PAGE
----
OVER 22,000 people gathered at a rugby stadium to celebrate the 100th anniversary of the first Pentecostal missionaries who came to Sri Lanka (then Ceylon) in 1914, the same year the U.S. Assemblies of God was founded.
Many thousands travelled long distances at great personal sacrifice to attend the event at a time when Christian churches are undergoing aggressive persecution by religious extremists. Across Sri Lanka, more than 200 AG churches have been attacked and vandalized, and some have been burned. A number of pastors have been physically beaten and even martyred.
Lionel, a former Buddhist monk who had planted a church in a totally unreached area in southern Sri Lanka, was martyred in March 1988. His widow, Lalani, stayed and continued the work, despite ongoing persecution. The church has since gone on to plant many churches in that area with a combined attendance in the thousands.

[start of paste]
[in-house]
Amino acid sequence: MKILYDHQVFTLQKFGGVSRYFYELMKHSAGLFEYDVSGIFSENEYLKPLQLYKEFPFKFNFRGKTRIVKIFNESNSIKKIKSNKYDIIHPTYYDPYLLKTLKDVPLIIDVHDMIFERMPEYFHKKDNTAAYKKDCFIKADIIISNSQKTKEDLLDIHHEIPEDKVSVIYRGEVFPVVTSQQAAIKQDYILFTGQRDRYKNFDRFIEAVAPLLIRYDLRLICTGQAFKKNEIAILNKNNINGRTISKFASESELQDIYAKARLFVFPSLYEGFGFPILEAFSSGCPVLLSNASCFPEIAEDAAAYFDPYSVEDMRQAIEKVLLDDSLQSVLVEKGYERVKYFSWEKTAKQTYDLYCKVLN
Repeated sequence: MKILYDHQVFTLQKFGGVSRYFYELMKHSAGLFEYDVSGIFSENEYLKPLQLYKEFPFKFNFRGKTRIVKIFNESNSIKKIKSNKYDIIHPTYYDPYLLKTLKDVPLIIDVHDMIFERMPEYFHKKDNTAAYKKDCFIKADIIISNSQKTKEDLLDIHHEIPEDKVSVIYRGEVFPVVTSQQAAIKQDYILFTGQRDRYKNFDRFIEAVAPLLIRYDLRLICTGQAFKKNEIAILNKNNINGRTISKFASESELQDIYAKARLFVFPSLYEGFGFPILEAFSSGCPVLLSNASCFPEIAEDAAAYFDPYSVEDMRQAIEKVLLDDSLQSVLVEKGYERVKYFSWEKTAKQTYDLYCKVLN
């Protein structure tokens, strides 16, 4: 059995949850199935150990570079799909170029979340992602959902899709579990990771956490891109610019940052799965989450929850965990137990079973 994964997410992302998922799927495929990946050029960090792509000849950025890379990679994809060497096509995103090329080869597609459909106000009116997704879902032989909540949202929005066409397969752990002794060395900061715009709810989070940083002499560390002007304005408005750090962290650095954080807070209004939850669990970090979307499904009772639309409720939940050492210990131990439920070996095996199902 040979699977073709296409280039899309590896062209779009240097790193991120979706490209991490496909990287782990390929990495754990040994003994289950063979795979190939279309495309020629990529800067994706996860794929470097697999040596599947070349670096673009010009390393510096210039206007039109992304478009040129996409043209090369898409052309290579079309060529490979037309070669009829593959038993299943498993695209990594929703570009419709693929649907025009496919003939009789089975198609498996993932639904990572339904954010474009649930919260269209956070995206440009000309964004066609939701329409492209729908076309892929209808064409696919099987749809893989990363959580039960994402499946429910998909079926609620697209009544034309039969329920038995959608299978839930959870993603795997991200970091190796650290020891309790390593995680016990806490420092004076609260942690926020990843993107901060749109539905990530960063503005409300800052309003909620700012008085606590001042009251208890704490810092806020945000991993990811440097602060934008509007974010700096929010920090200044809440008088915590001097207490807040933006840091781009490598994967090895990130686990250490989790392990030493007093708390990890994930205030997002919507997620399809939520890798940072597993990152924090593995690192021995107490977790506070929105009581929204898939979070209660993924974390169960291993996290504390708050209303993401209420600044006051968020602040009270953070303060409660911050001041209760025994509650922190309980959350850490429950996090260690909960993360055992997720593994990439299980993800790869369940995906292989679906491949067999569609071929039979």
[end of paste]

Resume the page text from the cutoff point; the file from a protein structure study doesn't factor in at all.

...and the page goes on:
AGWM Executive Director Greg Mundis spoke at the event and encouraged pastors to continue to persevere in proclaiming the gospel and establishing more churches. He says, “I was overwhelmed by God’s work in Sri Lanka and by the passion believers had to be together to celebrate. They are putting everything – themselves, their families, everything – on the line to spread the gospel. They are modern-day living martyrs. It was humbling.”
Dishan Wickramaratne, general superintendent of the Sri Lanka AG and pastor of Peoples Church, a congregation of more than 8,000 in Colombo, the nation’s capital, will be speaking at the centennial celebration of the U.S. Assemblies of God in Springfield, Missouri, on August 9.
Recently Pastor Wickramaratne said, “When persecution has increased, we remember what one of our pastors said, ‘If our faith is good enough to live for, it’s good enough to die for.’” AG Centennial